With the names on this Yankee roster, we should be in the championship conversation but our problem this year is that we did have championship caliber depth in the past (former All Stars or playoff performers like Chavez, Ibanez, Garcia as back-ups satrting teh year that helped fill in ) and this year we no longer have that and in addition, all the key regulars (except Gradner and maybe Cano) are already past their prime and a year older. So as I have said before it would be nice if some of our championship caliber pieces performed better especially in key situations since we no longer have the depth cushion to mask the superstar deficiencies – Cano with better RBI performance, Grandy with his OBP, Tex with his lefthanded swing, etc. – say, if Cano did 35 HRs and 130-140 RBIs, Grandy batted 270 and above with 30-35 bombs and Tex improved his lefthanded swing, CC stayed healthy enough to win 19-22 – it could mask a lot of ills in 2013 elsewhere (like Chris Stewart/Cervelli, bad defense from 3b/SS and disppointing Ichiro/Hughes/Nova, for example).

    Of course then there is playoff performance on top of that to navigate.

  23. Greg says:

    assume we are willing to go 6/150. Assume that we believe that the Dodgers are willing to go higher (say 8/200). Assume we believe that we can’t or won’t match. Then the most interesting question is whether we keep him for the entire year and get the draft pick or trade him for more in July.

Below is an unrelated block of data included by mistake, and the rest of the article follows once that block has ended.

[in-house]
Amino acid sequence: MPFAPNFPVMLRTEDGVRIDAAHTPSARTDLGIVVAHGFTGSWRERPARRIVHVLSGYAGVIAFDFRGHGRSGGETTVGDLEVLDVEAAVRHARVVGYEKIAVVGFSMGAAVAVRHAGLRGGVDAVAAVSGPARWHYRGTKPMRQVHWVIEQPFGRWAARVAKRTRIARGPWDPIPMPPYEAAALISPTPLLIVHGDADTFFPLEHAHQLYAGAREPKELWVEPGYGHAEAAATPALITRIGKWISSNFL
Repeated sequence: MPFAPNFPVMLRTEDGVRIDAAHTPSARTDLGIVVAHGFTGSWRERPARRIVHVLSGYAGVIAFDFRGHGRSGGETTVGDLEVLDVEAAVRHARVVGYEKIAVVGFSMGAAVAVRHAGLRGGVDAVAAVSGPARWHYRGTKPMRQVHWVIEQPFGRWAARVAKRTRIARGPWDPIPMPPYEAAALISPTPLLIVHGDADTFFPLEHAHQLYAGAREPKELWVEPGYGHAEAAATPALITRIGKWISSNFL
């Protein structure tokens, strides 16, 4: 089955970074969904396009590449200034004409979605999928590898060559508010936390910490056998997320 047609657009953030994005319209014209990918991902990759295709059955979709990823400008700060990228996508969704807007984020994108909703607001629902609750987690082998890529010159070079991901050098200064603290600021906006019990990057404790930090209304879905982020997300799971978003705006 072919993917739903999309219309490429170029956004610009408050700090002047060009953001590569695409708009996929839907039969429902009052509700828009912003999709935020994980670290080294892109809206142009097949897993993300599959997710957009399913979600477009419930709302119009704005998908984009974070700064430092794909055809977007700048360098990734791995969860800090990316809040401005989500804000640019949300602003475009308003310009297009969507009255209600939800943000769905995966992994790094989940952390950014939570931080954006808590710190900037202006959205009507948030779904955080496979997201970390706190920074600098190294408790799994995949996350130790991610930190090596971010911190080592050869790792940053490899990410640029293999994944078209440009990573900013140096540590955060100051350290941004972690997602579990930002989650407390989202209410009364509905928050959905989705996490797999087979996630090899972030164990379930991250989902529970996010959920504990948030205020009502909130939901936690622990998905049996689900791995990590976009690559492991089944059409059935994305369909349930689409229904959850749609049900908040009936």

24. BigBSArteest says:

    Package him with a prospect for a key piece of the future. Someone like Profar.Only time will tell if Cashman has any huevos.

  25. stuart a says:

    how has that championship caliber roster done the last few years Mike?

    they sure hit with RISP dont they!!!!!

    the days with a star at every position are over…the giants have won 2 titles in 4 years. ryan vogelsong was a bum. lincecum stunk last year. romo was there closer. they had a met retread in center field….that is a world championship level roster……..

    the yanks have been overpaid and underachieving for years…go young.. why not??????????????

  26. your mom says:

    Couldn’t Cano slide over to 1B when Tex leaves? 7 yrs/180, front loaded.

  27. Gonzo says:

    We’ll see how he looks this year. Then we’ll all have a better idea of what’s going on with Robbie. More data should shine a better light on the situation.

    I don’t see Robbie being traded as an option.

    • Mike HC says:

      Definitely. A lot can happen in a year. It will be interesting to see if the Dodgers miss the playoffs. Do they get even crazier with spending, or will they realize handing out all this money does not guarantee success? Probably the former.

  28. trr says:

    tough to put an exact dollar amount to it, but 6 yrs/$150M that Greg mentioned seems right to me.

  29. El Johnny D says:

    I love Cano, but I would absolutely not hand out another massive contract with all the other ones we still have on the books.

    By keeping him for this season, the Yanks are saying either
    A) they’re going to repeat the same mistake and pay another guy 23 M+ per year through age 39


    B) they’re willing to lose him for a draft pick(which might end up being a 2nd rounder if team with top 10 worst record signs him, unlikely).

    I would’ve traded him this past offseason and watch as LAD inevitably signs him to some ridiculous contract.